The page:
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Sense of Life

The Good Old Past, Present and Future
by Elizabeth Kanabe

At a recent meeting that I was sent to for my job, we got to talk with the others at our table during breaks. At lunchtime, an all too familiar conversation started up about the new versus the old days. What used to be "we didnít have T.V. back then" and "I used to walk three miles to school, each way, uphillÖ" now became "we didnít need the yearly trips to exotic islands" and "we didnít need three cars per household" back then. "Children were content back then playing baseball around the corner and going camping for vacation without the Internet and video games."

The mother in the group complained about how every house on her block has to have the SUV now, how both parents need to work to support a family, and how everything everywhere needs to be bigger now for us to be happy. Of course everyone else jumps in to agree how the world moves too fast and no one is as happy now or takes time for what really important in life. So of course I had to jump in.

"What is really important in life?" I asked, to which they responded: family, time with the ones that you love, the time to enjoy life and relax, the chance to watch your children grow up, and so on. Sounded good so far. "What isnít important in life?" I then asked. Well, things such as having that SUV, going to Hawaii for vacation and attending meetings at work over your childís soccer match. It seemed fairly easy to put the two together, but I thought that Iíll ask my next question anyway.

I asked if they needed that second job if they didnít own that SUV and go to Hawaii for vacation, which they didnít want anyways. I asked if the children had actually requested to go to these vacation spots over camping, and if they asked for a larger house and more cars in the driveway, over time spent with their parents. Of course, they hadnít. So then these must be the choices of the parents. And since they had just described a life that they would rather have, a simpler, more enjoyable life, I asked what it was that prevented them from living that life. The only thing that prevented them from living that life, like "the good old days", were their choices.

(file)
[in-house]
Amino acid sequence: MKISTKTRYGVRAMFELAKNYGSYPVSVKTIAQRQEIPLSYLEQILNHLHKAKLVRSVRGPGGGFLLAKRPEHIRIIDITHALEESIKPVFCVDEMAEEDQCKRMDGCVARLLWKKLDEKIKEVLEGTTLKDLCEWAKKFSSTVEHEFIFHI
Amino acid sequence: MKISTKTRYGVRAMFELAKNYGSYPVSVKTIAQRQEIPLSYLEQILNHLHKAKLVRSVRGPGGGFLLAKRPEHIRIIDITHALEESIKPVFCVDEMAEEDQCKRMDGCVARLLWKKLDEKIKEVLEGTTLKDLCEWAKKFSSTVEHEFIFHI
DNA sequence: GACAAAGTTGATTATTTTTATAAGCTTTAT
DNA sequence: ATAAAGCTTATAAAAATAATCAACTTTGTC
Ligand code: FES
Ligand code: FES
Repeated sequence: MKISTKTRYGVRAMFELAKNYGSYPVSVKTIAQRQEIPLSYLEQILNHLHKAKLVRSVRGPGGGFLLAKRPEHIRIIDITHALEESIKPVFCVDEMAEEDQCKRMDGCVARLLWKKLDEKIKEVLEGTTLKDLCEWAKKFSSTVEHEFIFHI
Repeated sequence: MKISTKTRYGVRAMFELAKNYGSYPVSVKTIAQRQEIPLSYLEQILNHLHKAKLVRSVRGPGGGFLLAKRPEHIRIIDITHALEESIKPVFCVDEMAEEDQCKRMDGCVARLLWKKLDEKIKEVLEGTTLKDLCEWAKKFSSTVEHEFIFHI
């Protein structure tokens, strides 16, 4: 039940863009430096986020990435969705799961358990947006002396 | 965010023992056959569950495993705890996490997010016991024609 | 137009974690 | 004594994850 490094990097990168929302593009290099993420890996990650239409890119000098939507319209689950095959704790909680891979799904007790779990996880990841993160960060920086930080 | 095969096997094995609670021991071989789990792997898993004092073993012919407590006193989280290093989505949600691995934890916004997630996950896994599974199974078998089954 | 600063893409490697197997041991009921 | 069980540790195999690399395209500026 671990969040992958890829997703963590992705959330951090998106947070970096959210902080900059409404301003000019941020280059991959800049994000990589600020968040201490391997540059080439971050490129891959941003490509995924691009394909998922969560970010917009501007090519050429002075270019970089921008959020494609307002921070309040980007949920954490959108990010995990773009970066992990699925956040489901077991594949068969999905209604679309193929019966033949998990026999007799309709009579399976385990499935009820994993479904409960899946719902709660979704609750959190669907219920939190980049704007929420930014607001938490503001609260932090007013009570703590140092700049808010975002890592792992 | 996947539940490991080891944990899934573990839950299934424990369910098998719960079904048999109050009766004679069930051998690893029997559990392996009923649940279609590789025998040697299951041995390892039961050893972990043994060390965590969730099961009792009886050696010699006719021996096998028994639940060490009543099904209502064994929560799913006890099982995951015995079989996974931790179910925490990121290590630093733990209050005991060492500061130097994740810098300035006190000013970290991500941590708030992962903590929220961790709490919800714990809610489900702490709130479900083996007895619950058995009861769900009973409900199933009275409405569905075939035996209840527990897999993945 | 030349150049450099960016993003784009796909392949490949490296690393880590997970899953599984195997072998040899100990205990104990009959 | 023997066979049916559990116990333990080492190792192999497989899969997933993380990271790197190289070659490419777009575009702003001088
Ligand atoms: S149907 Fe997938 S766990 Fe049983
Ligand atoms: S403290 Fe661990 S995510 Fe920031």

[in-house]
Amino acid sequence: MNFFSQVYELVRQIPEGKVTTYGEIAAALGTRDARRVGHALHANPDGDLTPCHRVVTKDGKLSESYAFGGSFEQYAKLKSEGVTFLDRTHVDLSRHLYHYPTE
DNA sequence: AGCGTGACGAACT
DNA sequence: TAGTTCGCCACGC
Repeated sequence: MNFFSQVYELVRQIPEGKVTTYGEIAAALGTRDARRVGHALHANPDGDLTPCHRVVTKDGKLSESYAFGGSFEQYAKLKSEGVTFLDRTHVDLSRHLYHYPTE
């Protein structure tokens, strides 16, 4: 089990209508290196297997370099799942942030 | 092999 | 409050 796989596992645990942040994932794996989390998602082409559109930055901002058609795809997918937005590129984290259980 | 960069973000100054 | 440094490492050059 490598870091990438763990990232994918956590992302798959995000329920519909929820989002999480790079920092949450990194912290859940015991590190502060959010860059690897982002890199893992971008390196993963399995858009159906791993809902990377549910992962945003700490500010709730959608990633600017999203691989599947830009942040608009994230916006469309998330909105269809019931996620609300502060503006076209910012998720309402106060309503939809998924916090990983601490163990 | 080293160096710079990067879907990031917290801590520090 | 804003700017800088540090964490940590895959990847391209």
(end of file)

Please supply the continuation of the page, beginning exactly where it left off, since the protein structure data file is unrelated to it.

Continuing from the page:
Times are different, but the great thing about the world that we live in is that we have so many choices. We can live in a part of the country that has that old sense of community more than another. There are communities where everyone lives in modest size houses, and no one drives the latest Ford Explorer. There are also towns where everyone can afford the trip around the world each year and has two SUVs, and the latest sports car too, just for fun. The key is to identify what makes us happy and to live the life that we want to live, not the one that our friends suggest might make us happy.

What makes today better than life a generation ago, is that while we have everything that our parents had, we have more options. We can choose not to indulge in some of these options, but they are there for those of us that prefer to utilize them. Because one family prefers to spend their summers at a quiet town on a lake, doesnít mean that anther canít enjoy the fast paced life in a big city and be happy as well.

Breaking the circle of holding a job for a lifestyle that doesnít suit you in the first place is easy. But there is another way to be happier should you want to keep the second job, the SUV and the trips to Hawaii. That is to realize that you chose to do so. To recognize that you have the power to change that at any time should you become unhappy gives you control, instead of thinking that youíre stuck in some predetermined family life mold that doesnít work for you.

Life needs a constant reevaluation. Are you happy where you are? What do you want the future to be like? Will you achieve that future on your current path? What is in the best interest of your family? What do you value highest in your life, and are you paying enough attention to it? When you answer these questions and are satisfied with the answers, you can say that you make choices based on what you want, not what society forces you into. And you will always be living in the good present day.

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